The vendor makes profit on sale of hours, not on deliveries and efficiency
Miss out on the synergies available within the vendor organization, as own processes and tools are used
Ensure that the vendor actively supports improvement of efficiency, maybe with a bonus model behind it
Even with an augmented model ensure that you delegate responsibilities to local management, and keep them accountable
Ensure the setup is self-sufficient in respect to on-boarding and knowledge transfer, releasing your home resources
The augmented model is often used during a transition period, while skills and knowhow is transferred. Most vendors won’t support the model in the long run, as they can’t utilized best practices
Ensure vendor remains fully responsible, and accountable for recruitment, HR and career development, this is what you pay them for.


This is today the most used model. In this model the customer defines a set of requirements, maintenance activities, new developments and other activities as required. An agreement is made between the customer and vendor, often outlined in respect to customer participation, deliverables, cost and schedule. From this point the vendor is fully responsible for the agreed and will be tracked by the agreed measures.

Reduced impact on customer organization, freeing resources for other activities or cost reduction
Utilization of vendor processes and tools, providing increased efficiency by using large scale synergies and best practices
Clear roles and responsibility
Vendor is accountable
Utilization of local knowhow in managing the deliveries and setup

Increased effort in definition of firm requirements
Lack of control
Reduced in-house knowledge on the long run, requiring vendors mitigation plans
Risk of dispute in respect to requirements vs. deliveries

Ensure your basic documentation is in place, as it will be the base for your negotiation and take over. Most vendors will require a phase to upgrade the level of documentation, and even translation into English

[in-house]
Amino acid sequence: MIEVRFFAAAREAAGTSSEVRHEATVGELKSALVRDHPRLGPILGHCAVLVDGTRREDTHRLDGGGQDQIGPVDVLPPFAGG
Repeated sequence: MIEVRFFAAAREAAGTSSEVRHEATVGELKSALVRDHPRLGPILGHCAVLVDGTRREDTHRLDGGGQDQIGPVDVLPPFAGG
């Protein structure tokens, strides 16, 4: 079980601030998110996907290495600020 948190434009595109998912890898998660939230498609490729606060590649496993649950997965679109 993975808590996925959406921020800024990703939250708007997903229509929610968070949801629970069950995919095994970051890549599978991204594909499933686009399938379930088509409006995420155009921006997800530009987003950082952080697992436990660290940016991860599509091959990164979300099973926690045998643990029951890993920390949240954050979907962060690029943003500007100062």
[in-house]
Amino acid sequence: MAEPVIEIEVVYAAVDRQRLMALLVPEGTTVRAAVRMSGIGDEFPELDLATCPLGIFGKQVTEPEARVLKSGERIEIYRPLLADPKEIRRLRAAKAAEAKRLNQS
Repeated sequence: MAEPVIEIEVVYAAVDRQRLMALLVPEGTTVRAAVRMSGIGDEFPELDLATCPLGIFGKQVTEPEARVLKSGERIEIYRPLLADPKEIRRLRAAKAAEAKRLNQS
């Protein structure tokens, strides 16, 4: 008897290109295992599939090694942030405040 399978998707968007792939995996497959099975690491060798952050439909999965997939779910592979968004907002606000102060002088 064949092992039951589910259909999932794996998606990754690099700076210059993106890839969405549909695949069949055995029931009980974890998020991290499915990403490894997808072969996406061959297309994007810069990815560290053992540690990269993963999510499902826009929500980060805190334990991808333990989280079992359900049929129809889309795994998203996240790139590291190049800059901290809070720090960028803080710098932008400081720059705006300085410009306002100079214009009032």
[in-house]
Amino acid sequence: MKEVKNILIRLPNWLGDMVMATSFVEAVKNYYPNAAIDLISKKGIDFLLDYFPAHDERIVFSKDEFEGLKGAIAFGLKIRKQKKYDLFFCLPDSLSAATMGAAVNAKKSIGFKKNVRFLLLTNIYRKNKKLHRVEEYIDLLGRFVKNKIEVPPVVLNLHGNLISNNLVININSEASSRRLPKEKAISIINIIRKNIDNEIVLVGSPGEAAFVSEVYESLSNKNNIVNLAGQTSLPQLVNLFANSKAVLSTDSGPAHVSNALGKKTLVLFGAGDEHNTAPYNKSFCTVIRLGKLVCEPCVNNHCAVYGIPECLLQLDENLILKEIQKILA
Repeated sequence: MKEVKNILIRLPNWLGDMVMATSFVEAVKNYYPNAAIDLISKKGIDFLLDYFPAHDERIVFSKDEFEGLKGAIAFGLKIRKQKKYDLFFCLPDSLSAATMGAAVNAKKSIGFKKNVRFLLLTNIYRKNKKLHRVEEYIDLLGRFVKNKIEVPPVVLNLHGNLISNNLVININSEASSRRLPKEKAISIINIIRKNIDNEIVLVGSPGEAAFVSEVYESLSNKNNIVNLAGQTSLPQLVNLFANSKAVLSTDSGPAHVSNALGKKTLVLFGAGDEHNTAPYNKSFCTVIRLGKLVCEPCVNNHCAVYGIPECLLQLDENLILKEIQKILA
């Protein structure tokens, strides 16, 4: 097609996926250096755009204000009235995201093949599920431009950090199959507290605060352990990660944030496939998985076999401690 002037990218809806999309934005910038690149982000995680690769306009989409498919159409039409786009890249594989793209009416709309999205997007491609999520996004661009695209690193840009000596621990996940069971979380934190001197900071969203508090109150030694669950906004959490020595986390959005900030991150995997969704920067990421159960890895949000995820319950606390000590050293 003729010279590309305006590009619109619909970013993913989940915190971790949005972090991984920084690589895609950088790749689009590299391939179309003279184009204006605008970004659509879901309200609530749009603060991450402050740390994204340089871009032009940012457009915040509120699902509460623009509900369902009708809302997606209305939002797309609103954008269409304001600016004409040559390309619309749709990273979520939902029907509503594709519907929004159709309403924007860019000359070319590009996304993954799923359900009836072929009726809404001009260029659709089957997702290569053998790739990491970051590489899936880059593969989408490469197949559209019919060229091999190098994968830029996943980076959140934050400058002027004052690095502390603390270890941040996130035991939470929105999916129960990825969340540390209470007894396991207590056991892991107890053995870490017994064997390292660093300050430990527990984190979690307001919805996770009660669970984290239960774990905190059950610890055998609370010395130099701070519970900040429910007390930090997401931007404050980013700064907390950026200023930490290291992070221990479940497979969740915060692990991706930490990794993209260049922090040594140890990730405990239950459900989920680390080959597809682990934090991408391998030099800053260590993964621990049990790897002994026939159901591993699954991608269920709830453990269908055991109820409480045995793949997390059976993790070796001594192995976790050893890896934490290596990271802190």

Ensure a relation were issues are resolved outside the courtroom. Cases can often stretch as long as 5-10 years in Bulgaria, and remember who has the biggest influence in the market.


A captive sourcing model, is a model where you alone operate an entity in a foreign market. To reduce the risk of Permanent Establishment most companies will operate the captive center as a wholly owned subsidiary. The full responsibility lies with you, all processes, models etc., are your own, as well as all the risk. Recruitment, HR and career development falls within your own responsibility, but parts are often sourced to specialist companies.
You have full control, including management, recruitment, career development, delivery responsibility, efficiency and utilization
Your own and known processes, tools and methods are utilized

Risk of Permanent Establishment
Risk of heavy overhead due to the many and cumbersome processes, legislation, rules and regulations
Risk of losing focus with shift from deliveries to that of recruitment, HR, reporting, administration and career development

Lack of attractiveness as a company, due to unknown brand in the sourcing market, which may lead to demand for higher salaries and increased costs
• Lack of a well known organization in dealings with authorities
• Having to deal with HR matters


As suggested by one of the larger consultancy companies I would not recommend a captive center for setup below 100 employees. The risk of increased overhead but also the required focus on non value creating activities (administration, reporting and HR) may cause increased costs and lack of focus
Even as a captive center I suggest using outside companies to support areas such as recruitment, HR administration, legal expertise, taxation
Ensure arms length and reduction of risk on Permanent Establishment